Last weekend I participated as a judge for a great event – the “Fiscal Challenge.” This annual academic competition invites college teams from throughout the nation to develop and defend their plans for a sustainable fiscal path for the federal government of the United States.
Led by University of North Carolina professor Mike Aguilar, with financial support from the Peter G. Peterson Foundation, the Fiscal Challenge invites student teams to compete for one of four finalist positions. The finalists usually deliver their proposals in presentations in Washington DC. Amidst current pandemic conditions, however, this year’s competition was conducted virtually. Teams from Pace University, Montana State, an intercollegiate squad, and Notre Dame made it to the “final four,” out of more than 20 teams competing around the country.
The event went very smoothly, technologically, a credit to Aguilar and his colleague Brady Gingrich. At the outset of the competition, the students had an exciting visitor. David Walker, former Comptroller General of the United States and long-time champion of fiscal responsibility, dropped in to say hello, and offered encouragement and support.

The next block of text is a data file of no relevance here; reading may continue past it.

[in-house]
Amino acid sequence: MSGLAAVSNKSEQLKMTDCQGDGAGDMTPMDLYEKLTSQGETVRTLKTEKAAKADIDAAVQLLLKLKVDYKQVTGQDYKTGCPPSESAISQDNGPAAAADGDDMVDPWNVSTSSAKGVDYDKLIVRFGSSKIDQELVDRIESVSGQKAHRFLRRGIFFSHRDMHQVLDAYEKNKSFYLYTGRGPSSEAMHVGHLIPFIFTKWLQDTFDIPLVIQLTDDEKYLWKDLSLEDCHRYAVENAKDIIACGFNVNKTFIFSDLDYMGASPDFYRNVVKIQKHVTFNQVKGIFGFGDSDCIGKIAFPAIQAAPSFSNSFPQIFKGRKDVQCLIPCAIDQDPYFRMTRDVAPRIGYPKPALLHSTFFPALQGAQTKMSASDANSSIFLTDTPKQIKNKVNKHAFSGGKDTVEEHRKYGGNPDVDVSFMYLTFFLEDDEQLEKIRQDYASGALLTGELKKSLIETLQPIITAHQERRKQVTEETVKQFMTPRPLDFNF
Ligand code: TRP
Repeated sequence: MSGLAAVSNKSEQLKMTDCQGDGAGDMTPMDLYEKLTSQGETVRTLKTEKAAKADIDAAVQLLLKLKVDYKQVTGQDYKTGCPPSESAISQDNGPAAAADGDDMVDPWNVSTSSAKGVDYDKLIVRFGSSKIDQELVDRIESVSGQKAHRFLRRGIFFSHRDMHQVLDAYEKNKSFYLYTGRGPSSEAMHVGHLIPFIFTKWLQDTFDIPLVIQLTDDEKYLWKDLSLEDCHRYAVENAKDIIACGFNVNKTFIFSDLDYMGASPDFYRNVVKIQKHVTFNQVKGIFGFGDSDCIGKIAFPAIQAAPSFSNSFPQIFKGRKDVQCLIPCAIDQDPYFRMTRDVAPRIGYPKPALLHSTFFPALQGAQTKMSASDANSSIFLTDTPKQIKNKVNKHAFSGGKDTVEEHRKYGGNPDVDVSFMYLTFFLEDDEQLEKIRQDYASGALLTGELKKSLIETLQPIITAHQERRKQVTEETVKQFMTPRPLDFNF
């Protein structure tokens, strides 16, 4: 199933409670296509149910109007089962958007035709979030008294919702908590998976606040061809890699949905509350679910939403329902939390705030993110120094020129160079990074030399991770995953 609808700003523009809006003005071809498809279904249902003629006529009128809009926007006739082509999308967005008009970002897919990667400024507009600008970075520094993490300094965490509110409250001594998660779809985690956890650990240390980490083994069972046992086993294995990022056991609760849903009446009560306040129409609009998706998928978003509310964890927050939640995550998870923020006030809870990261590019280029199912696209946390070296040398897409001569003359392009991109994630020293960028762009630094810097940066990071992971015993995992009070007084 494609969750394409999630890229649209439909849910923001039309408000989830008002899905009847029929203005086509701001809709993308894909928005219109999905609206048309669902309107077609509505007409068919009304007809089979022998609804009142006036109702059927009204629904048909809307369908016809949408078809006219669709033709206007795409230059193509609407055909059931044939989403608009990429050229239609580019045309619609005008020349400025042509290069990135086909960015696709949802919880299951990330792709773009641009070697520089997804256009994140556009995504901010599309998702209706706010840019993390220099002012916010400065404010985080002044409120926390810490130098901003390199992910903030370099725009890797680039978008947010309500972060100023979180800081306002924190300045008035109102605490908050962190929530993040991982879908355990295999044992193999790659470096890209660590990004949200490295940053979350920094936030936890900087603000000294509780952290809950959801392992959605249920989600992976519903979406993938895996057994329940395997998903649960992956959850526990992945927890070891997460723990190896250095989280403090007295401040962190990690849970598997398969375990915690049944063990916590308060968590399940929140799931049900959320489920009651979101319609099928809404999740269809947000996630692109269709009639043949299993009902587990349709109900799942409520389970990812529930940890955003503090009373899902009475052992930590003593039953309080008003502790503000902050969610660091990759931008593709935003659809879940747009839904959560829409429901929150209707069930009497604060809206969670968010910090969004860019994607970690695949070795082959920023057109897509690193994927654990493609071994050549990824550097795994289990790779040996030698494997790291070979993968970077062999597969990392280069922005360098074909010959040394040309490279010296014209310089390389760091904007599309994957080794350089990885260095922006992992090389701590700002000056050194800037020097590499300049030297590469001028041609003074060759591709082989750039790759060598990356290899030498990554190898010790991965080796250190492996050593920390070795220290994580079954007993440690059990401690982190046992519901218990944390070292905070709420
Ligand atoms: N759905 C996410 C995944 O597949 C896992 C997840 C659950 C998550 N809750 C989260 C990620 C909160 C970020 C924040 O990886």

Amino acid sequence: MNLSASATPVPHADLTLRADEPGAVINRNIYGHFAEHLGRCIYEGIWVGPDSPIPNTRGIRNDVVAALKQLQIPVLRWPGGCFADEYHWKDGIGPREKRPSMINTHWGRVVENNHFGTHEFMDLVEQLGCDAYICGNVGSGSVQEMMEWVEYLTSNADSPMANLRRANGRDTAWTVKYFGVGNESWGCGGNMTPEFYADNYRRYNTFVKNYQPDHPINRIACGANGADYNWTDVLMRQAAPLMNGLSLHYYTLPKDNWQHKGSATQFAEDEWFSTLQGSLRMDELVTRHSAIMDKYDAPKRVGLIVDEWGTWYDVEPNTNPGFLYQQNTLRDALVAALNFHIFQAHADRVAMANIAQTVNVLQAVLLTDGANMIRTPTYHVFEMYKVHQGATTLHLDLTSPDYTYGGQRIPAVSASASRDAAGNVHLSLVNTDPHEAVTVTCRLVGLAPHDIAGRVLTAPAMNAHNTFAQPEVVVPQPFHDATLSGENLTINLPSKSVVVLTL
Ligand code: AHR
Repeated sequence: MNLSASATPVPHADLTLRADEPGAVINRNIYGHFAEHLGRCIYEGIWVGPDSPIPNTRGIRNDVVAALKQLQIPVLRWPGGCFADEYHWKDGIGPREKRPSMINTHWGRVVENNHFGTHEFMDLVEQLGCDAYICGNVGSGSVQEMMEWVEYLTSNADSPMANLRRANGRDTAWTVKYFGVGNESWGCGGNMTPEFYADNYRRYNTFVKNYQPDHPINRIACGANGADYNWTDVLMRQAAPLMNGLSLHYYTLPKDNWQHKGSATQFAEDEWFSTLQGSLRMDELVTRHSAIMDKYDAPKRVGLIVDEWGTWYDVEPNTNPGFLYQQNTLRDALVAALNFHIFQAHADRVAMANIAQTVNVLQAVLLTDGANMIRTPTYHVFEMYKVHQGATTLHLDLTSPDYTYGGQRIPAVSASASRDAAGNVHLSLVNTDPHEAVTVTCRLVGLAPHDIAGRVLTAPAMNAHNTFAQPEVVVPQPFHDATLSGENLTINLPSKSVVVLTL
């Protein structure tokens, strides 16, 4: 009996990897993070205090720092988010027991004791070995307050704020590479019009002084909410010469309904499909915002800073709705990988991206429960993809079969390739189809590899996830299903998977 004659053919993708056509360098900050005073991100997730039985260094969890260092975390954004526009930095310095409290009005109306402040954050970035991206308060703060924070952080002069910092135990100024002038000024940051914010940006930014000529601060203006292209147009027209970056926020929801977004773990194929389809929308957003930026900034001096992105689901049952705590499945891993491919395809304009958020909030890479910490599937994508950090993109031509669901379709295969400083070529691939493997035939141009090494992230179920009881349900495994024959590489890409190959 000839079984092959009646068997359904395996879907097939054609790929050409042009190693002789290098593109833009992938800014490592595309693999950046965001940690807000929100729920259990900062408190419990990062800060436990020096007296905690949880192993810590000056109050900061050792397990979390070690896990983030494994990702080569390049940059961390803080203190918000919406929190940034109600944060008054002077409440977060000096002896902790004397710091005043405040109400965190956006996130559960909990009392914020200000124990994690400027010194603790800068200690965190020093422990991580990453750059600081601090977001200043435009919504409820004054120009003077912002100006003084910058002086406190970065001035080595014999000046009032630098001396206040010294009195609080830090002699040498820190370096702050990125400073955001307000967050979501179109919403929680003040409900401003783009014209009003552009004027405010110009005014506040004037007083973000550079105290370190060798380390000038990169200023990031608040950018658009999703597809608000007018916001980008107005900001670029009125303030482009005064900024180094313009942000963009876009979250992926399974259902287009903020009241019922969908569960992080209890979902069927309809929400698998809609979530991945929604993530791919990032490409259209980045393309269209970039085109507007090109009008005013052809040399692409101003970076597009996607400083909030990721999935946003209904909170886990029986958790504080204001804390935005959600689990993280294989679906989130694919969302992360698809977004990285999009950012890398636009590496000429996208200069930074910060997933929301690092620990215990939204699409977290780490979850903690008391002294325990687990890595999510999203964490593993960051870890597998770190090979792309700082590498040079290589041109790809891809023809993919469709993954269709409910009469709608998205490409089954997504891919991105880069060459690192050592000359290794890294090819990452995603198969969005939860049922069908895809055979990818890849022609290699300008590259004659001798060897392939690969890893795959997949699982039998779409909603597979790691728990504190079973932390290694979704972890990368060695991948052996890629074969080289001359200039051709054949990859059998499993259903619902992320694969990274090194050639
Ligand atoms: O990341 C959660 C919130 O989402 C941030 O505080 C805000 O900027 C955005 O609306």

Four solid presentations later, we had a winner, as judges Diane Lim (Penn Wharton Budget Model), Brian Riedl (Manhattan Institute) and I (Bill Bergman, Truth in Accounting) evaluated each team on four criteria, settling on the team from Notre Dame as the national champion.
Granted, for basketball fans, it was sad to miss March Madness this year. But the Fiscal Challenge has developed an intercollegiate competition based on another set of priorities, which arguably deserve as much or more attention as hoops.
Still, I’m reminded of the fabled run to the final four by the men’s basketball team at Loyola U. Chicago a couple years ago. What a wonderful team, characterized by hard work, defense, and unselfish passing and team play. I was reminded of them by the response of the Notre Dame team to one of my questions, after I asked them to discuss how they resolved any disagreements among themselves as they developed their final product. Team leaders emphasized how they were inspired by the overall goal, prioritizing that over individual achievement.
In that classic Loyola “Final Four” run a couple years ago, Loyola’s Sr. Jean (Jean Delores Smith), the 98-year-old team chaplain, had her days in the sun. Sr. Jean bobbleheads were going for $300 on Ebay.
A couple weeks ago, Sr. Jean, now age 100, cut an inspirational video for the campus amidst current events. One of her lines was “This is the strangest March Madness I’ve ever seen.”
Let’s hope next year’s Fiscal Challenge is near-normal. For that matter, I also hope the real fiscal challenge doesn’t threaten students, and the rest of us, more than it already is.